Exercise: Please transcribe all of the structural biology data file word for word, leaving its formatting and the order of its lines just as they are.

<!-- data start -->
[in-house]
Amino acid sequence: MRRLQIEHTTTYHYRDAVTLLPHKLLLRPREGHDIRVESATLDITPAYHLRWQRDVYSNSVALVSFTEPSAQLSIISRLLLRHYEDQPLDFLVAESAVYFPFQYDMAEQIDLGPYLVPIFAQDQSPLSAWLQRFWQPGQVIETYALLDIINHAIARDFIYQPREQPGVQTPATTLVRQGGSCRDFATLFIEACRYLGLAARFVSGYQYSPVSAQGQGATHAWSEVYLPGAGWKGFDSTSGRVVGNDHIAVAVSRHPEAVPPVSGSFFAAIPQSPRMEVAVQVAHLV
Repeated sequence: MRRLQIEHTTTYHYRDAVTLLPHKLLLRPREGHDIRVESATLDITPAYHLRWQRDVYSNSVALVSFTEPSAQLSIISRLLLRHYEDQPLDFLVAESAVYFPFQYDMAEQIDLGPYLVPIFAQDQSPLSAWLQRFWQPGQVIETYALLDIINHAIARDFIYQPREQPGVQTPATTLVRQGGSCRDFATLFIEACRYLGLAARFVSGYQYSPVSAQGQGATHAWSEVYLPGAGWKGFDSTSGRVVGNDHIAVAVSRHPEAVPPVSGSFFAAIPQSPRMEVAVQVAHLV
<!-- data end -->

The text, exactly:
[in-house]
Amino acid sequence: MRRLQIEHTTTYHYRDAVTLLPHKLLLRPREGHDIRVESATLDITPAYHLRWQRDVYSNSVALVSFTEPSAQLSIISRLLLRHYEDQPLDFLVAESAVYFPFQYDMAEQIDLGPYLVPIFAQDQSPLSAWLQRFWQPGQVIETYALLDIINHAIARDFIYQPREQPGVQTPATTLVRQGGSCRDFATLFIEACRYLGLAARFVSGYQYSPVSAQGQGATHAWSEVYLPGAGWKGFDSTSGRVVGNDHIAVAVSRHPEAVPPVSGSFFAAIPQSPRMEVAVQVAHLV
Repeated sequence: MRRLQIEHTTTYHYRDAVTLLPHKLLLRPREGHDIRVESATLDITPAYHLRWQRDVYSNSVALVSFTEPSAQLSIISRLLLRHYEDQPLDFLVAESAVYFPFQYDMAEQIDLGPYLVPIFAQDQSPLSAWLQRFWQPGQVIETYALLDIINHAIARDFIYQPREQPGVQTPATTLVRQGGSCRDFATLFIEACRYLGLAARFVSGYQYSPVSAQGQGATHAWSEVYLPGAGWKGFDSTSGRVVGNDHIAVAVSRHPEAVPPVSGSFFAAIPQSPRMEVAVQVAHLV